Mojo (Publisher) (p.88) - 3 stars out of 5 -- "[T]he sweet ache of Joseph Dunwell's classy vocals and spare, rootsy instrumentation make it easy to understand why the US is embracing this quintet much as they have Mumford & Sons."
Personnel: David Dunwell (vocals, guitar, banjo, piano); Dave Hanson, Joe Dunwell (vocals, guitar); Rob Clayton (vocals, bass guitar); Jonny Lamb (vocals, drums, percussion).
Audio Mixers: Jim Scott ; John Porter.
Photographer: Piper Ferguson.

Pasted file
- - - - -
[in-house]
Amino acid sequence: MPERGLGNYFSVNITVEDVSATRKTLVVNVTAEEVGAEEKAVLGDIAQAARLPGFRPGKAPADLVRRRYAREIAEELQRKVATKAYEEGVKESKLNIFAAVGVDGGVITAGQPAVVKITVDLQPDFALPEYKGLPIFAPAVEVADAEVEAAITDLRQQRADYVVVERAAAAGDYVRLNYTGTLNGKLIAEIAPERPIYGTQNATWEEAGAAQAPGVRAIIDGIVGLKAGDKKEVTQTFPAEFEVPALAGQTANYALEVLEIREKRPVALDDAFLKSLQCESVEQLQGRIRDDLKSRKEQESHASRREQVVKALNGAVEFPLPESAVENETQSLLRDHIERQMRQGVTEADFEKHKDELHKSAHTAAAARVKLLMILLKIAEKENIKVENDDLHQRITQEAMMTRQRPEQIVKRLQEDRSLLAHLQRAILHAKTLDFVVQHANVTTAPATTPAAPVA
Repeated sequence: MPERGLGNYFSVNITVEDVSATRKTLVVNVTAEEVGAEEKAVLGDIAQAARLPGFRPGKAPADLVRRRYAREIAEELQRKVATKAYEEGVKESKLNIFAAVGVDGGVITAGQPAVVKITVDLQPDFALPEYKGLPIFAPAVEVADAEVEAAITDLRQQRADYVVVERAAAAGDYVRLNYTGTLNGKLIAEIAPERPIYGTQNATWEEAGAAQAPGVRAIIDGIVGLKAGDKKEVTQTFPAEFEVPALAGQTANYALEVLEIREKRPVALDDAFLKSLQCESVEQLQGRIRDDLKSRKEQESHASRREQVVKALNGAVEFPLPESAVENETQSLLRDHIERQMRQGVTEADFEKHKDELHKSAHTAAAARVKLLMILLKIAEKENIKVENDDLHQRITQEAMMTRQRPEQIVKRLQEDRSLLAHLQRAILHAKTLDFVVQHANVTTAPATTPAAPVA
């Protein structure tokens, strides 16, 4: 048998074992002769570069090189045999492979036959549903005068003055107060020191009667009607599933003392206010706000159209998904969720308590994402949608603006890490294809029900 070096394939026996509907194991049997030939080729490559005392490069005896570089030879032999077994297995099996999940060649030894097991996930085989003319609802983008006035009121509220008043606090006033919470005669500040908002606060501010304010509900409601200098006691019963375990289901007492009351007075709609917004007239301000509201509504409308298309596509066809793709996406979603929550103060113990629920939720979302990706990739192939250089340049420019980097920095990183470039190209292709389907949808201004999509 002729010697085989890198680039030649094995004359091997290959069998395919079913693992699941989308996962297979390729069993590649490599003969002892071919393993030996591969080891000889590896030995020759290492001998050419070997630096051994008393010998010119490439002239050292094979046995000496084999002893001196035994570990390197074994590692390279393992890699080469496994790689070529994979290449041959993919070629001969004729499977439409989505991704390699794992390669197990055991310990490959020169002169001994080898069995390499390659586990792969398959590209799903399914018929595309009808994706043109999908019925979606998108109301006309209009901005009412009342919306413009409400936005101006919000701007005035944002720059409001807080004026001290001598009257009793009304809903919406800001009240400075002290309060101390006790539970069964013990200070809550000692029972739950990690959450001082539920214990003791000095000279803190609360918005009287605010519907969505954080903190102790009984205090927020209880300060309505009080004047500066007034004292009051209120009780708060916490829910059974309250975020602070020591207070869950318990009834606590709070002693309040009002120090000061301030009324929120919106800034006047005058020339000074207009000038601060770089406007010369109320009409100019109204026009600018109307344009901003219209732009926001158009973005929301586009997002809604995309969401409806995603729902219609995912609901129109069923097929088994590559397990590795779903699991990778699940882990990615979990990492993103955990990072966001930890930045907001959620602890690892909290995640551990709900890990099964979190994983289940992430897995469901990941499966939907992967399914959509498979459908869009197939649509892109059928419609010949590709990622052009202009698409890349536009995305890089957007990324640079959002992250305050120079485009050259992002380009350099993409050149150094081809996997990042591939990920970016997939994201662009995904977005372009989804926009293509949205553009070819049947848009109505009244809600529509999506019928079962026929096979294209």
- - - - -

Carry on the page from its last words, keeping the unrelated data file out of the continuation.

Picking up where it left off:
Continuing Britain's 2010s fascination with Americana, five-piece Leeds outfit the Dunwells' debut album, Blind Sighted Faith, is an unashamedly retro affair which harks back to the early West Coast rock of Eagles and Crosby, Stills, Nash & Young. Recorded in Willie Nelson's Austin studio and produced by John Porter (Ryan Adams, Santana), its 11 tracks show little evidence of the band's West Yorkshire roots, with only the rousing nu-folk of opener "I Could Be a King" and the title track, a shimmering U2-esque ode to perseverance, deviating from their classic rock intentions. Resolutely old-school it may be, particularly on the vintage blues of "Follow the Road" and the gospel-tinged ballad "Oh Lord," but it's a pastiche they mostly pull off with conviction. The band's impressive five-part harmonies soar as effortlessly as Fleet Foxes' on the lovelorn acoustics of "Only Me," "Hand That Feeds" is an infectious slice of soul-rock which combines swirling psychedelic organs with foot-stomping Motown beats, and the melodic AOR of "Goodnight Mr City" could quite easily have been a leftover from Hotel California. The slower numbers drift into mediocrity, and while there's little here that can't be found among a thousand other less fortunate pub rock bands, the band's obvious fondness for the '70s folk-rock era ensures Blind Sighted Faith is largely an authentic and affectionate homage. [Resequenced, retitled, and with some alternate versions and remixes, the album was released in the U.K. a year later in 2013 as Follow the Road.] ~ Jon O'Brien